Abbot Wibald of Corveywent in the hopes of acquiring the island of Rügen. The Demmin campaign also included the secular margraves Conrad I and Albert the Bear, who hoped to expand their marches. A Royal Polish contingent wanted to add to the Bishopric of Lebus. Marching from Magdeburg, Albert the Bear recovered Havelberg, lost since the 983 Slavic rebellion. The crusaders then destroyed a pagan temple and castle at Malchow. After an unsuccessful siege of Demmin, a contingent of crusaders was diverted by the margraves to attack central Pomeraniainstead. They reached the already Christian city Stettin, whereupon the crusaders dispersed after meeting with Bishop Albert of Pomeraniaand Christian Prince Ratibor I of Pomerania.
The Wendish Crusade achieved mixed results. While the Saxons affirmed their possession of Wagria and Polabia, Niklot retained control of the Obodrite land east of Lübeck. The Saxons also received tribute from Niklot, enabled the colonization of the
Bishopric of Havelberg, and freed some Danish prisoners. However, the disparate Christian leaders regarded their counterparts with suspicion and accused each other of sabotaging the campaign. According to Bernard of Clairvaux, the goal of the crusade was to battle the pagan Slavs "until such a time as, by God's help, they shall either be converted or deleted". [Christiansen, p. 53] However, the crusade failed to achieve the conversion of most of the Wends. The Saxons achieved largely token conversions at Dobin, as the Slavs resorted to their pagan beliefs once the Christian armies dispersed; Albert of Pomerania explained, "If they had come to strengthen the Christian faith ... they should have done so by preaching, not by arms". [Christiansen, p. 54]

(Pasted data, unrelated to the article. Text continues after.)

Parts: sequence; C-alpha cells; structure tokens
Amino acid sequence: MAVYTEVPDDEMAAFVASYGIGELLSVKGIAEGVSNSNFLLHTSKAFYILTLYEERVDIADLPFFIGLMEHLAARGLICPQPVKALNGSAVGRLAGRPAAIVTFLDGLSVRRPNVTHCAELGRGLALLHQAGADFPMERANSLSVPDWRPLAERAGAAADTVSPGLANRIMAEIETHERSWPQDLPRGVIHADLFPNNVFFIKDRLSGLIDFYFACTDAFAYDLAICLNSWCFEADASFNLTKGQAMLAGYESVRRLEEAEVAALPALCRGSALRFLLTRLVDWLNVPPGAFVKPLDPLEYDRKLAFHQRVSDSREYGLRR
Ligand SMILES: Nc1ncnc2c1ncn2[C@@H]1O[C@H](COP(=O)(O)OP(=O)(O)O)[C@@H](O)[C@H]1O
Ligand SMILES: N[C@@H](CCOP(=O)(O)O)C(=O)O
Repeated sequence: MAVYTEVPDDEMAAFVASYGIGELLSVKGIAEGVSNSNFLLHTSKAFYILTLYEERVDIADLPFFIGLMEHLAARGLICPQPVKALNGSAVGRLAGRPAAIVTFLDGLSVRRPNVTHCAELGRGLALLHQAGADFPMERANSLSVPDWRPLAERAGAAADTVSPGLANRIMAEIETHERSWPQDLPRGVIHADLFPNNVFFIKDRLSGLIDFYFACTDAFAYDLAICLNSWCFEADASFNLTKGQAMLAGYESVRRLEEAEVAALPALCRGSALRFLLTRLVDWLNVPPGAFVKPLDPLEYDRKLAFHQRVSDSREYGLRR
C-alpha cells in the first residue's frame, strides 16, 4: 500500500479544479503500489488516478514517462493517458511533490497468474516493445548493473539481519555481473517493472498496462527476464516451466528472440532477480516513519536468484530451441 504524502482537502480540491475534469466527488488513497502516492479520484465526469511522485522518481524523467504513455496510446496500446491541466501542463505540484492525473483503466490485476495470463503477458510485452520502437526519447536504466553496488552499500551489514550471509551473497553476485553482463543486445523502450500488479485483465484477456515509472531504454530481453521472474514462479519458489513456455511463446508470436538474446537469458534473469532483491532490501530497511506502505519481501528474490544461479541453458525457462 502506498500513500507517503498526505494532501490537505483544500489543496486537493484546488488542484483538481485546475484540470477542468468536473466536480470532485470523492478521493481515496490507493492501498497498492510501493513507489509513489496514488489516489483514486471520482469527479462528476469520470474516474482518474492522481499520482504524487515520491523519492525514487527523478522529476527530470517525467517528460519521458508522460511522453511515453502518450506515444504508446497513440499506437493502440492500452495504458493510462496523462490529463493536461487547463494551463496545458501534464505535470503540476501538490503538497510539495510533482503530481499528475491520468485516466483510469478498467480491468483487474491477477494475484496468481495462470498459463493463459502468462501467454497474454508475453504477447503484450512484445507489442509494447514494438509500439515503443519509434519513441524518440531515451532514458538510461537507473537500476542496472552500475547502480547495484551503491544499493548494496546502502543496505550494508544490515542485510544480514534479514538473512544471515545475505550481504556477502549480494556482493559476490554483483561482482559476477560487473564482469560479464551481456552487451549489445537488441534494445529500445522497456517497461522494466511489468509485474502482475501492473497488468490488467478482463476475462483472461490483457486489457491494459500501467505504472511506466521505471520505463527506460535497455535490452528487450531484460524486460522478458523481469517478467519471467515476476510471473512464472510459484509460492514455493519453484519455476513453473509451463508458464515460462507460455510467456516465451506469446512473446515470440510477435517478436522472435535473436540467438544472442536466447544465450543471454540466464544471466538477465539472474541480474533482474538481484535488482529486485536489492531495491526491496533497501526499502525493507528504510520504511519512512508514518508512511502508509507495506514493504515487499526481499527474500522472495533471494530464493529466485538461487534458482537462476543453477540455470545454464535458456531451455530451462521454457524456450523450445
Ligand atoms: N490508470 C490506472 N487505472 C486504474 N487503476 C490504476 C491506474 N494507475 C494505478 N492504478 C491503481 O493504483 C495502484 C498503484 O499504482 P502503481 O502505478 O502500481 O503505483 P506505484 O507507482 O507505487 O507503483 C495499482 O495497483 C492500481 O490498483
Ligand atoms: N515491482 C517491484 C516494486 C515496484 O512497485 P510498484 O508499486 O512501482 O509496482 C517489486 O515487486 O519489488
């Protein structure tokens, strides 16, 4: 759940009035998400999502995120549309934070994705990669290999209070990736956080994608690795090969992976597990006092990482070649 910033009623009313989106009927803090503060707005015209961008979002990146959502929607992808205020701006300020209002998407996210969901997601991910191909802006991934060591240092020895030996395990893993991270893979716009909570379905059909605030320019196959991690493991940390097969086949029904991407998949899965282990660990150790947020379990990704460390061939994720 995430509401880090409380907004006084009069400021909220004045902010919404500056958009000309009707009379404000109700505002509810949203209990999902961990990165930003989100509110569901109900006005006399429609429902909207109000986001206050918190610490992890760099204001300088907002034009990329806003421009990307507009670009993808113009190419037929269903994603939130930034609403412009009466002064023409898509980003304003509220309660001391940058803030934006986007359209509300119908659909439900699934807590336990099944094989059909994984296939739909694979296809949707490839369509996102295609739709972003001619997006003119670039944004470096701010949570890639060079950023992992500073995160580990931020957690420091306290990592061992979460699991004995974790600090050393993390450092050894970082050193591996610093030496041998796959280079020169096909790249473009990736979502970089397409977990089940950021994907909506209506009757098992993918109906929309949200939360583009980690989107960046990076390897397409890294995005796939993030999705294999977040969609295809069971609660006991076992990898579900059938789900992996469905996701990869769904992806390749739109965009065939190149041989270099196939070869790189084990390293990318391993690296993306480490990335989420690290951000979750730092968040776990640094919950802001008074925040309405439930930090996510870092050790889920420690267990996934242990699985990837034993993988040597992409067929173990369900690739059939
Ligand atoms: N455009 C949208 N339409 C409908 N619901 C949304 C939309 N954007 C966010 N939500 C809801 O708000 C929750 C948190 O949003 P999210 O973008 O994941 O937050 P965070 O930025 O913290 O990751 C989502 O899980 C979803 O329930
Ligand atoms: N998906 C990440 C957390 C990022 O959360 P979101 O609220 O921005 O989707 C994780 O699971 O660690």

The countryside of
Mecklenburgand central Pomeraniawas plundered and depopulated with much bloodshed, especially by the troops of Henry the Lion. [Barraclough, p. 263] Of Henry's campaigns, Helmold of Bosauwrote that "there was no mention of Christianity, but only of money". [Barraclough, p. 263] The Slavic inhabitants also lost much of their methods of production, limiting their resistance in the future. [Herrmann, p. 327]
*cite book|last=Barraclough|first=Geoffrey|title=The Origins of Modern Germany|year=1984|publisher=W. W. Norton & Company|location=New York|pages=481|isbn=0-393-30153-2
*cite book|last=Christiansen|first=Eric|title=The Northern Crusades|year=1997|publisher=Penguin Books|location=London|pages=287|isbn=0-14-026653-4
*cite book|last=Davies|first=Norman|authorlink=Norman Davies|title=Europe: A History|year=1996|publisher=Oxford University Press|location=Oxford|pages=1365|isbn=0-06-097468-0
*cite book|last=Herrmann|first=Joachim|authorlink=|title=Die Slawen in Deutschland|year=1970|publisher=Akademie-Verlag GmbH|location=Berlin|pages=530|isbn=